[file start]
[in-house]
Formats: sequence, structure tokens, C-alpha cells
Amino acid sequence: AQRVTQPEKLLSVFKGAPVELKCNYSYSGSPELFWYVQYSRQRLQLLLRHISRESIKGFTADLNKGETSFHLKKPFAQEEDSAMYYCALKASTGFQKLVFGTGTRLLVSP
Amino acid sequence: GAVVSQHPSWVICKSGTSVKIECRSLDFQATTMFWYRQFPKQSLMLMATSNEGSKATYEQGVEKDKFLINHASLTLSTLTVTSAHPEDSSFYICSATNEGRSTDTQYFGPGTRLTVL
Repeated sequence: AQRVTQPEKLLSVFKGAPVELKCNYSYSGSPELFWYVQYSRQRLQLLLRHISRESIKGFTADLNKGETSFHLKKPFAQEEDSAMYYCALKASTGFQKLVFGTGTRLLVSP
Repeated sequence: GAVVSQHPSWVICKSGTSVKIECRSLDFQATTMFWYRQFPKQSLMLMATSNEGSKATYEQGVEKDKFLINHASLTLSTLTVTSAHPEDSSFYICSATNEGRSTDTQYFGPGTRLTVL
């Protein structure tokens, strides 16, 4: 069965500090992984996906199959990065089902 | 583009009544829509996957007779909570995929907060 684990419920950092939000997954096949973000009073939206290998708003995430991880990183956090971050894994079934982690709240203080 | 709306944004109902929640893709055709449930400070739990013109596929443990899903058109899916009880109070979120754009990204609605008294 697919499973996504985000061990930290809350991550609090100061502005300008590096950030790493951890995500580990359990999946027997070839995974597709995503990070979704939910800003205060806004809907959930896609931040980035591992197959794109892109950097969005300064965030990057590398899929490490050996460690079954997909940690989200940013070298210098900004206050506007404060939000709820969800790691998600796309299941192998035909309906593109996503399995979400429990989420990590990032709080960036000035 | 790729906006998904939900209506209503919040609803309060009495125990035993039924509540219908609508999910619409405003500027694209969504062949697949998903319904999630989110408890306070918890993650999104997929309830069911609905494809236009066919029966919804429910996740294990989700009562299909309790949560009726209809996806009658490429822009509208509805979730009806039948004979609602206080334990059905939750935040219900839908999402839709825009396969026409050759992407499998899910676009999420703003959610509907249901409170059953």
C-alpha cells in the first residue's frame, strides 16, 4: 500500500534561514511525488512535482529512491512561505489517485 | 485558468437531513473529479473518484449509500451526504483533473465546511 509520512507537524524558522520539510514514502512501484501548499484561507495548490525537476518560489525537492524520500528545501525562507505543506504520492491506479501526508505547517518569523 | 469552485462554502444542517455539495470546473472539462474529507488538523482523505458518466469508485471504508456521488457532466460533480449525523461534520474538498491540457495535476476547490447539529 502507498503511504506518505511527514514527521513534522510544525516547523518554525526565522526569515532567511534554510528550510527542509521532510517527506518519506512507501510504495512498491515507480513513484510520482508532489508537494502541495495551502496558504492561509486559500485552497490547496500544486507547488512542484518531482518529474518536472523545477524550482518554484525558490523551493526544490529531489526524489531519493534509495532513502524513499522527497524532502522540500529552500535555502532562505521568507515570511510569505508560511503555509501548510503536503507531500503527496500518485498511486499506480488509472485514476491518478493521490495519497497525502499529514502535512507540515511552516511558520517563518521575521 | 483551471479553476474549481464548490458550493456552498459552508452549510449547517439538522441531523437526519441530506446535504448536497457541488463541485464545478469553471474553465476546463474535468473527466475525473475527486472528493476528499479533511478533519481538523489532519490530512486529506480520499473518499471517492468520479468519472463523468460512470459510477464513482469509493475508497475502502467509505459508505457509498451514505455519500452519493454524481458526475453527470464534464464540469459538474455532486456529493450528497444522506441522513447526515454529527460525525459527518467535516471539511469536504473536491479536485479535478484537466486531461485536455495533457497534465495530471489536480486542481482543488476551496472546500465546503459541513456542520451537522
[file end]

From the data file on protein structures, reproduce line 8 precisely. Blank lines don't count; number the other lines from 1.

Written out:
C-alpha cells in the first residue's frame, strides 16, 4: 500500500534561514511525488512535482529512491512561505489517485 | 485558468437531513473529479473518484449509500451526504483533473465546511 509520512507537524524558522520539510514514502512501484501548499484561507495548490525537476518560489525537492524520500528545501525562507505543506504520492491506479501526508505547517518569523 | 469552485462554502444542517455539495470546473472539462474529507488538523482523505458518466469508485471504508456521488457532466460533480449525523461534520474538498491540457495535476476547490447539529 502507498503511504506518505511527514514527521513534522510544525516547523518554525526565522526569515532567511534554510528550510527542509521532510517527506518519506512507501510504495512498491515507480513513484510520482508532489508537494502541495495551502496558504492561509486559500485552497490547496500544486507547488512542484518531482518529474518536472523545477524550482518554484525558490523551493526544490529531489526524489531519493534509495532513502524513499522527497524532502522540500529552500535555502532562505521568507515570511510569505508560511503555509501548510503536503507531500503527496500518485498511486499506480488509472485514476491518478493521490495519497497525502499529514502535512507540515511552516511558520517563518521575521 | 483551471479553476474549481464548490458550493456552498459552508452549510449547517439538522441531523437526519441530506446535504448536497457541488463541485464545478469553471474553465476546463474535468473527466475525473475527486472528493476528499479533511478533519481538523489532519490530512486529506480520499473518499471517492468520479468519472463523468460512470459510477464513482469509493475508497475502502467509505459508505457509498451514505455519500452519493454524481458526475453527470464534464464540469459538474455532486456529493450528497444522506441522513447526515454529527460525525459527518467535516471539511469536504473536491479536485479535478484537466486531461485536455495533457497534465495530471489536480486542481482543488476551496472546500465546503459541513456542520451537522